Chris Conley is a senior clinical specialist in mental health at West Lincoln Memorial Hospital (WLHM). He has been with WLHM for 11 years.
Favourite colour: red/ book: Harry Potter and the Half Blood Prince/ vacation spot: all around Canada/ music: unique artists like Eric Johnson, Martin Smith, Joel Houston, and The Academy Is…/ animal: pet Crested Gecko named Jolt/ food: pizza!
What made you enter your field of work?
When I first attended McMaster University in 1997, I had planned to be a computer programmer or computer scientist. An Introduction to Social Work class (which I thought would be an ‘easy class’ in my first year – incorrect assumption on my part) unexpectedly ‘hooked me’. Finding solutions to suffering within the human condition became my passion. For the past 15 years I have set my sights on how to help people, most of whom have serious and pervasive mental health problems. I help them move from a life they see as intolerable to a life they see as worth living – one that is full of meaning, purpose, and driven by their values.
“It reminded me that while I may be a treatment provider, I am also part of a larger community and that I mourn along with family members when someone is lost prematurely to death.”
What do you love most about your job?
The best thing about my work is seeing people recover by finding meaning and purpose in their life. Sometimes this occurs as I am working directly with patients individually or in any number of groups that we run. Over the past year we have been implementing a group intervention for patients with significant depression and anxiety. The results appear to be quite promising as we review the data, so that’s great news.
Describe one of your most challenging days at work.
A patient, whose care I was previously involved in, passed away unexpectedly. At the request of the family, the patient’s treating physician at the clinic and I attended the funeral. It reminded me that while I may be a treatment provider, I am also part of a larger community and that I mourn along with family members when someone is lost prematurely to death.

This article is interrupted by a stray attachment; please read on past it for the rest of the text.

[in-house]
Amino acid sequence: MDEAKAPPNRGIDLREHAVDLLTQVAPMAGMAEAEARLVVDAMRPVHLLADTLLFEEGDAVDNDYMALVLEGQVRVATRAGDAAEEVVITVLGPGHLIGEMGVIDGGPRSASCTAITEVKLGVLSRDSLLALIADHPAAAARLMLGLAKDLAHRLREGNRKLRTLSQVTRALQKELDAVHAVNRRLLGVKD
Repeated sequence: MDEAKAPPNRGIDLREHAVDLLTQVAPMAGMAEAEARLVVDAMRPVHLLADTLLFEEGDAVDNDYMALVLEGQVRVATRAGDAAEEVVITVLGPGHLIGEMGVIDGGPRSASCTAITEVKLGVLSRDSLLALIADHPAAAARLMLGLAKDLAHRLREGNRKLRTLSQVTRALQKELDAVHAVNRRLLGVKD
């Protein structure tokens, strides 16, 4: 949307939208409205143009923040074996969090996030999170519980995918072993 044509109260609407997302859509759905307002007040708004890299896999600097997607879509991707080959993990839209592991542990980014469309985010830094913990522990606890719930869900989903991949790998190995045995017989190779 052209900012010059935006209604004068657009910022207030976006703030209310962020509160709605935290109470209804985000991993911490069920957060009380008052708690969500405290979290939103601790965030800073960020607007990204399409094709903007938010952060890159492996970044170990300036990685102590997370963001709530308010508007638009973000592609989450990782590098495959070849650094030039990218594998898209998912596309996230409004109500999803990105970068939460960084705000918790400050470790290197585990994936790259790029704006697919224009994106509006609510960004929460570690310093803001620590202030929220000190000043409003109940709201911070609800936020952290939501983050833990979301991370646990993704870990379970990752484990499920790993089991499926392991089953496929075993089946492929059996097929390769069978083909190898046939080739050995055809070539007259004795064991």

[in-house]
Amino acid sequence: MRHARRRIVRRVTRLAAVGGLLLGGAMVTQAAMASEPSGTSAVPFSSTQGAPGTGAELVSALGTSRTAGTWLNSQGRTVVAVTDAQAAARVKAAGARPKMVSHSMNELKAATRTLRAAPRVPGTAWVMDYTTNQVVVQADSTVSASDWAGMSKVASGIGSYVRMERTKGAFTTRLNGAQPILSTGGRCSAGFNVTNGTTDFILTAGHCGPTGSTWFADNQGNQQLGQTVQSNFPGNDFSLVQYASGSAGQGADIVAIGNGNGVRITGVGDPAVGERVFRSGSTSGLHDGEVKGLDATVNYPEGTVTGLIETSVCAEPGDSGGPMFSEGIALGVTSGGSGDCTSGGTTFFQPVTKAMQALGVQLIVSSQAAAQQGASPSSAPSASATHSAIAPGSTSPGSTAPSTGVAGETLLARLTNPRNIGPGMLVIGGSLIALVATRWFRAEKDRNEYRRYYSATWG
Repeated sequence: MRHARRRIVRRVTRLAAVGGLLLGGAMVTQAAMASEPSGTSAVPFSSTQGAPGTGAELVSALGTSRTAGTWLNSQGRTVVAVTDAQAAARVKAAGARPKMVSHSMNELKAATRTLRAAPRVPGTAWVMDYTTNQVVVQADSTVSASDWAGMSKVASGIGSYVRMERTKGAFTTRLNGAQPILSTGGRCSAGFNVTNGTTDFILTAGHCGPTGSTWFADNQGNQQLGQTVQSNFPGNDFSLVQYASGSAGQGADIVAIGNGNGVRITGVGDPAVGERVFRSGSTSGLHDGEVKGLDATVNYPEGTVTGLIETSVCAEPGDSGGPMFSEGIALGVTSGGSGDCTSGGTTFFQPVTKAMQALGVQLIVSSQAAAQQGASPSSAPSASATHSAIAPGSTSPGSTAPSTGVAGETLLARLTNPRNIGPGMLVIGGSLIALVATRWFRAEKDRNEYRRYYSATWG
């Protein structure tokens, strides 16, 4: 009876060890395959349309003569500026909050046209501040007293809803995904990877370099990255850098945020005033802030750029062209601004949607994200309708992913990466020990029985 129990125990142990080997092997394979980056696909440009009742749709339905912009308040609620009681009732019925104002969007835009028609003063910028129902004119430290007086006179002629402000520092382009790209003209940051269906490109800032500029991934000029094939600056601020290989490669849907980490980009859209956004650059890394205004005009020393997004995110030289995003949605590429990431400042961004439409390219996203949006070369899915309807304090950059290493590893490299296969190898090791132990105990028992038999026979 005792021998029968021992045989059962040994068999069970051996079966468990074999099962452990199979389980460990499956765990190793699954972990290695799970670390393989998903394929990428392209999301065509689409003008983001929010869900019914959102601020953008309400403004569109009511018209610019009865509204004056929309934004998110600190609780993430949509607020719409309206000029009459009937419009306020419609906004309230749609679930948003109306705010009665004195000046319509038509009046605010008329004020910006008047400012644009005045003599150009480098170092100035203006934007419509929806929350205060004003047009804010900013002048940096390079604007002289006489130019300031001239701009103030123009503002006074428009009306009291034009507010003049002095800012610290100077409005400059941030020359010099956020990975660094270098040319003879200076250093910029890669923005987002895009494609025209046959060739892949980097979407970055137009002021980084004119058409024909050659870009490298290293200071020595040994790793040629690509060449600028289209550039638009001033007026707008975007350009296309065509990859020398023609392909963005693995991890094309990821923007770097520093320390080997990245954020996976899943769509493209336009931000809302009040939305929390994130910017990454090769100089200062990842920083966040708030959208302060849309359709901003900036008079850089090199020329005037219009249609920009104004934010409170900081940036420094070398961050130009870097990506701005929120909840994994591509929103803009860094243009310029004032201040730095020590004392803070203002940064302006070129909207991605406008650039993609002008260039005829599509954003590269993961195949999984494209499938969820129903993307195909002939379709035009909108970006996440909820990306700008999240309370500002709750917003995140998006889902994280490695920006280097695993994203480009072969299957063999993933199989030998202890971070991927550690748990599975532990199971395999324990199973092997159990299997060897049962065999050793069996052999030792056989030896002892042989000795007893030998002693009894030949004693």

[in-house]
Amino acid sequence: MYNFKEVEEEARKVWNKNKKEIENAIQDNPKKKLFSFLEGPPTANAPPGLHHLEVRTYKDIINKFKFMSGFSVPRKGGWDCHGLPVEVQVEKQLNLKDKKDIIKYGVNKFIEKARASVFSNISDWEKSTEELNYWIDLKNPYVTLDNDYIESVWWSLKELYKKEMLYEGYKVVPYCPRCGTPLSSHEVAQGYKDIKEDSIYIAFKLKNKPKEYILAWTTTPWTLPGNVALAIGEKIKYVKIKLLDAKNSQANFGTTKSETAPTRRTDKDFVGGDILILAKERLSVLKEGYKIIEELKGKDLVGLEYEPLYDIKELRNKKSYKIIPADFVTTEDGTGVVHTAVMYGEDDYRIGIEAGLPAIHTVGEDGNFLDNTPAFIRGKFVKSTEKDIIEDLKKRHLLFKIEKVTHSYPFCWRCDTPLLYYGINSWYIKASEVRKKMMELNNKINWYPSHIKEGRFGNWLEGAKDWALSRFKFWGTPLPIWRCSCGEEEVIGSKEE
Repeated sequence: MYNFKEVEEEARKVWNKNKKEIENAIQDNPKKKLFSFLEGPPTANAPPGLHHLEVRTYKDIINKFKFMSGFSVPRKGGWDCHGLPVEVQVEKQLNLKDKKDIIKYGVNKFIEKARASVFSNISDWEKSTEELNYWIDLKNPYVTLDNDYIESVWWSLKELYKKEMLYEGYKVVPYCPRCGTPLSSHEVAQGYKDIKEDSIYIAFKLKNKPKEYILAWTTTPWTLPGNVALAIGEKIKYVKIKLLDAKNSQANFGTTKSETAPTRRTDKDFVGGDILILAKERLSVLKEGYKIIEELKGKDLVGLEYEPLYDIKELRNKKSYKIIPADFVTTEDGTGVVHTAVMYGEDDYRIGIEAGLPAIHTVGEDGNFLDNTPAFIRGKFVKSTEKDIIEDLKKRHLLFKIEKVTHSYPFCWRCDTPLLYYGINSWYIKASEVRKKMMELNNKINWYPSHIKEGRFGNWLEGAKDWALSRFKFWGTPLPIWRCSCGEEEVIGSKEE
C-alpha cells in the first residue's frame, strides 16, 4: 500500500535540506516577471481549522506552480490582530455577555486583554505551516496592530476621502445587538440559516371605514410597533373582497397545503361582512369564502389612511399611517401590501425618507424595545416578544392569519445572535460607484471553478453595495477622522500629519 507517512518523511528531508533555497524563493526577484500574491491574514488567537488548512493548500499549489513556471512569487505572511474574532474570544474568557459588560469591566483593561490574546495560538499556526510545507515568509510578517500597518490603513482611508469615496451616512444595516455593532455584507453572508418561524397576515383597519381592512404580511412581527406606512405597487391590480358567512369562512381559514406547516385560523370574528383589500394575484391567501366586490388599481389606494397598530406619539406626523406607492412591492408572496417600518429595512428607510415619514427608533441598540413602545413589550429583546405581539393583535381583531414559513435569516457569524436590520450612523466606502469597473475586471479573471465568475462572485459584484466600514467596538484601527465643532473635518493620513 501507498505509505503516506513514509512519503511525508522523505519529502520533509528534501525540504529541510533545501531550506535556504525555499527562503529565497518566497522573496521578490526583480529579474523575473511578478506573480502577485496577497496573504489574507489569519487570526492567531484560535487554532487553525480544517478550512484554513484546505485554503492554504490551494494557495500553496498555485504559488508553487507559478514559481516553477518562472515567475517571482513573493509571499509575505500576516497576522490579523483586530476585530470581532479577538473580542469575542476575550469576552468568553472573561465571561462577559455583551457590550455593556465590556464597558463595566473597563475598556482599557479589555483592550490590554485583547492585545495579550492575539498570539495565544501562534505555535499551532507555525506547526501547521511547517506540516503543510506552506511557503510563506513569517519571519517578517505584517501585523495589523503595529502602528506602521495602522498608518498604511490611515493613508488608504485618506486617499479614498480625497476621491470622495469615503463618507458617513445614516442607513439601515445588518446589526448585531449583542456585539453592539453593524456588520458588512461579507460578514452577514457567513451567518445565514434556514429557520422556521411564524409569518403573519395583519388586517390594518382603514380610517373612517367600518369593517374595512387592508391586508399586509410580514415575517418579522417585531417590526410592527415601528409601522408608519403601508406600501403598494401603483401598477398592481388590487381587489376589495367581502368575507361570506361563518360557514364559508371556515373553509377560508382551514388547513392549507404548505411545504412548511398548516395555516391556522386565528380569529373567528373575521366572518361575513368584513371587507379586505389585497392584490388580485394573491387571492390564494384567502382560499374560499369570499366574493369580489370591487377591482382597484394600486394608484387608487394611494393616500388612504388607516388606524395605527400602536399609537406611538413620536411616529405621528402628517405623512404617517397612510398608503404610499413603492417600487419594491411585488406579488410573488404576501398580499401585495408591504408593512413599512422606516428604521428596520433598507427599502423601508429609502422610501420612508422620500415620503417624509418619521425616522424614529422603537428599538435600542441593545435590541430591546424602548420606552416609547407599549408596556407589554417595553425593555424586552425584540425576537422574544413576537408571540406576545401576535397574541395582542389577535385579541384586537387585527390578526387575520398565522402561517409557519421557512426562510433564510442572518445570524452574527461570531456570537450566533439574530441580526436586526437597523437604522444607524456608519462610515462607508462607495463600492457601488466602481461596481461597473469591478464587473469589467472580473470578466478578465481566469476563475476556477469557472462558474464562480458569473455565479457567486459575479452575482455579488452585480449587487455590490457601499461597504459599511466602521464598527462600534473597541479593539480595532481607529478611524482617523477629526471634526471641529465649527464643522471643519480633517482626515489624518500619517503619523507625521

Do you have a mentor or confidant at HHS? Tell us about him/her.
I have full confidence in everyone with whom I work! I especially appreciate the time and direction that the medical director of my clinic shows to me and other staff. He is always diligent in patient care. He is also very attentive and ready to help those who are providing care to others. He goes above and beyond what is required of him each day. This motivates the whole clinic staff to mimic that same zeal in our own work.
I should also mention that the director to whom I report has always been very supportive of the clinic and rarely says no to the creative and ultimately effective solutions that staff devise in response to patient care.
What do you wish you had more time for at work?
At times, I wish I had more time to reflect on the patients and work that has been accomplished, as well as what is still left to happen. I believe each patient feels quite heard and validated but the needs can be endless and I wish I had more time to dedicate to each one. Because of this, being able to write, discuss and reflect on what has been effective and what has not been effective would bring even greater purpose, effectiveness, and meaning to the daily work.
What do you do after work to unwind?
I love to spend time with my 9 year old daughter and the adventures that she is always pursing in the world around her.
Tell us about your most gratifying experience at HHS.
I had been working with a patient who had many problems – most of these problems were not her doing. She was so diligent in attending treatment, doing assigned work, and fixing these problems that were interfering with her life. About six months into the treatment we were discussing ‘things that make you glad to be alive.’ She wrote down, ‘when you say that you are proud of the hard work I have been doing.’ Her statement in that moment could have motivated me to keep doing this challenging work for another 10 years!